If we repeat the above process for values of between 0 and 1.5, we get the values for in the table below:
0.1  104.262 
0.2  51.208 
0.25  41.715 
0.3  35.288 
0.4  26.237 
0.5  20.402 
0.6  17.336 
0.7  14.548 
0.8  11.845 
0.9  11.682 
1.0  9.168 
1.1  9.226 
1.2  9.097 
1.3  6.729 
1.4  6.989 
The points from part (b) are plotted in the graph below:
>> xx=[.1 .2 .25 .3 .4 .5 .6 .7 .8 .9 1 1.1 1.2 1.3 1.4] >> yy=[104.262 51.208 41.715 35.288 26.237 20.402 17.336 14.548 11.845 11.682 9.168 9.226 9.097 6.729 6.989]; >> figure >> plot(xx,yy,'bs') % Plot blue squares this time >> xlabel('Gamma'); >> ylabel('Tau'); >> title('Tau vs Gamma'); >>
The values appear to decay exponentially, but if we look closely, the numbers do not always decrease.
Here is a table of values for between 1.5 and 2 and the corresponding plot:
1.55  7.230 
1.60  7.218 
1.65  7.108 
1.70  6.767 
1.75  5.033 
1.80  5.472 
1.85  5.956 
1.90  6.459 
1.95  6.956 
As we can see in the graph below, there is a definite dip in the values of near 1.75.
>> xx2=[1.55 1.6 1.65 1.7 1.75 1.8 1.85 1.9 1.95]; >> yy2=[7.23 7.218 7.108 6.767 5.033 5.472 5.956 6.459 6.956]; >> plot(xx2,yy2,'bp'); >> xlabel('Gamma'); >> ylabel('Tau'); >> title('Tau vs Gamma'); >>
Now, let's investigate further to find out which value of produces the lowest value of . It appears to be between 1.7 and 1.8. Further experimentation gives us the following table:
1.71  6.612 
1.72  6.245 
1.73  4.873 
1.74  4.952 
1.75  5.033 
1.76  5.117 
1.77  5.202 
1.78  5.290 
1.79  5.380 
Thus, to two decimal places, the lowest value of is 4.873 when is 1.73.
The form of the solution to the initial value problem is
,
where are the roots of the characteristic equation. Using the quadratic formula, we find that and .
As functions of g, the coefficients A and B are found to be and . If we write u(t) in the form (26), we have
,
where and . Using trigonometry, we find that and subsequently .
If we ignore the cosine factor, we get the envelope function . A graph of this function together with the actual solution u(t) is shown below for .
We can see from the graph that 0.1 < u(t) < 0.1 wherever U(t) < 0.1. So, let's see where that happens. For simplicity, we will again write the amplitude as R. First, we need to solve
.Solving for , we have
.Now, we have as a function of . Let's use MATLAB to compare values from this function to our previously found values of .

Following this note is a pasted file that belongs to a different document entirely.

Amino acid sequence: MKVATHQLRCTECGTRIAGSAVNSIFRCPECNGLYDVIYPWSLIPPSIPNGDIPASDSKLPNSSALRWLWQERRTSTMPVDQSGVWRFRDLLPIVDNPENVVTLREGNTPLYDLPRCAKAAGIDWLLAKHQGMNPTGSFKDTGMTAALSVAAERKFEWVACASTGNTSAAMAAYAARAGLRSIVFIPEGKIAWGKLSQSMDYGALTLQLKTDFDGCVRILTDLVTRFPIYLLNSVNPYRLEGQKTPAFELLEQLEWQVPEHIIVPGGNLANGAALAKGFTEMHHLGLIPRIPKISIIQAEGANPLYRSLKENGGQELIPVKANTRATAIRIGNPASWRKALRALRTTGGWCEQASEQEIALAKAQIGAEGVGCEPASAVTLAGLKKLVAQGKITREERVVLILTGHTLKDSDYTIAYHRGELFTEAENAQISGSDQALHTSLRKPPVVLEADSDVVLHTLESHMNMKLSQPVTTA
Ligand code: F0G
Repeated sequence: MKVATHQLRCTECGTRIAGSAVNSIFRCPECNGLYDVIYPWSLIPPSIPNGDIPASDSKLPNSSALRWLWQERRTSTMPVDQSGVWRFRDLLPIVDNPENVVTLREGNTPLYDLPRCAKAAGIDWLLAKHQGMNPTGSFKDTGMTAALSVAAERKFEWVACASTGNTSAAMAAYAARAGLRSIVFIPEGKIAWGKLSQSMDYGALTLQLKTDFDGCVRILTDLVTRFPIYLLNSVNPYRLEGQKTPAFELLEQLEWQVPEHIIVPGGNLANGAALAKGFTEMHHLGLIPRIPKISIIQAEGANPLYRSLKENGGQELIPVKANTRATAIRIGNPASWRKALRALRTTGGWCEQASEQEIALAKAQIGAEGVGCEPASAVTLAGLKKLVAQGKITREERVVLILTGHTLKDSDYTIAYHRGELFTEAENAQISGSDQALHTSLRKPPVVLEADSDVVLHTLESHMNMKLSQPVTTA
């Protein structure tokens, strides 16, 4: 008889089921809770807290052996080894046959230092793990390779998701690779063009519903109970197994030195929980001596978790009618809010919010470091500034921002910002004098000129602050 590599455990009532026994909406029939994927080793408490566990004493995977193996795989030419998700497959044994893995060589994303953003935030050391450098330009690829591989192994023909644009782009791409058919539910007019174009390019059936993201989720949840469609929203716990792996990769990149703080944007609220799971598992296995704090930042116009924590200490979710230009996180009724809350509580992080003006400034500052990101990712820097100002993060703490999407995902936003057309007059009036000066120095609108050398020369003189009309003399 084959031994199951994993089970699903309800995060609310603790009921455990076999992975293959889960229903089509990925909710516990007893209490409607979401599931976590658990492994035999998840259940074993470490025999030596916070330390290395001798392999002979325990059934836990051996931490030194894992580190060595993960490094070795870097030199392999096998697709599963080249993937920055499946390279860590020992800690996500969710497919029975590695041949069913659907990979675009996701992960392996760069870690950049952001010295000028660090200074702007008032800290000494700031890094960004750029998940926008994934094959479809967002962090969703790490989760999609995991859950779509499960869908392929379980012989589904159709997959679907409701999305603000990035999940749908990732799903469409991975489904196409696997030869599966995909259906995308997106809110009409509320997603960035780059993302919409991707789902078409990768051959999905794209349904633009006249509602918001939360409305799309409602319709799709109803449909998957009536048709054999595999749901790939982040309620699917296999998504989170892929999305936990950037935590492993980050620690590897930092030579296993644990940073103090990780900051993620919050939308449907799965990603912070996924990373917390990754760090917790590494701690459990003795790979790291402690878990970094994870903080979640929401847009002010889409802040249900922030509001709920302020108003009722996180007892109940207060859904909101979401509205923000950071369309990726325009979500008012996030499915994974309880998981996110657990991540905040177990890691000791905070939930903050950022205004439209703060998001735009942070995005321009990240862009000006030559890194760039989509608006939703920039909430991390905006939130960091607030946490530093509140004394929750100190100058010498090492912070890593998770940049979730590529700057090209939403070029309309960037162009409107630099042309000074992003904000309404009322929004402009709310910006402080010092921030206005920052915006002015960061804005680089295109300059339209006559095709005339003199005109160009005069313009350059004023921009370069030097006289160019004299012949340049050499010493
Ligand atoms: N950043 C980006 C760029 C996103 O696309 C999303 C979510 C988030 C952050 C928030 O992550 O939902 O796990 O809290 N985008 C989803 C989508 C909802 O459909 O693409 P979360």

>> gamma=[.1 .2 .25 .3 .4 .5 .6 .7 .8 .9 1.0 1.1 1.2 1.3 1.4 1.55 1.6 1.65 1.7 1.75 1.8 1.85 1.9 1.95]; >> T=inline('(2./g).*log(400./sqrt(4g.*g))','g'); % define tau function >> tau=feval(T,gamma) % evaluate tau's tau = Columns 1 through 9 105.9914 53.0334 42.4495 35.3980 26.5936 21.3223 17.8182 15.3247 13.4637 Columns 10 through 18 12.0255 10.8843 9.9608 9.2024 8.5736 8.0500 7.4287 7.2614 7.1140 Columns 19 through 24 6.9874 6.8843 6.8096 6.7740 6.8024 6.9769 >>
Below is a table that compares the values of using the graphical approximation method and the algebraic approach above.
Approx. from (b) and (d) 
Approx. from (e) 


0.1  104.262  105.9914 
0.2  51.208  53.0334 
0.25  41.715  42.4495 
0.3  35.288  35.3980 
0.4  26.237  26.5936 
0.5  20.402  21.3223 
0.6  17.336  17.8182 
0.7  14.548  15.3247 
0.8  11.845  13.4637 
0.9  11.682  12.0255 
1.0  9.168  10.8843 
1.1  9.226  9.9608 
1.2  9.097  9.2024 
1.3  6.729  8.5736 
1.4  6.989  8.0500 
1.55  7.230  7.4287 
1.60  7.218  7.2614 
1.65  7.108  7.1140 
1.70  6.767  6.9874 
1.75  5.033  6.8843 
1.80  5.472  6.8096 
1.85  5.956  6.7740 
1.90  6.459  6.8024 
1.95  6.956  6.9769 
The reason for the difference between the two approximations for is that we ignored the cosine term in part (e). Thus, the two columns should not be exactly alike. However, since the exponential function used in part (e) is always greater than the actual function used in the rest of the problem, we should expect that the values in the second column are always greater than (or equal to) those in the first, which is the case.
Comments: In part (c), we noticed that the graph of versus appeared to decay exponentially. In part (e), we have found that the equation of this function is not an exponential function, but is instead a more complicated logarithmic function.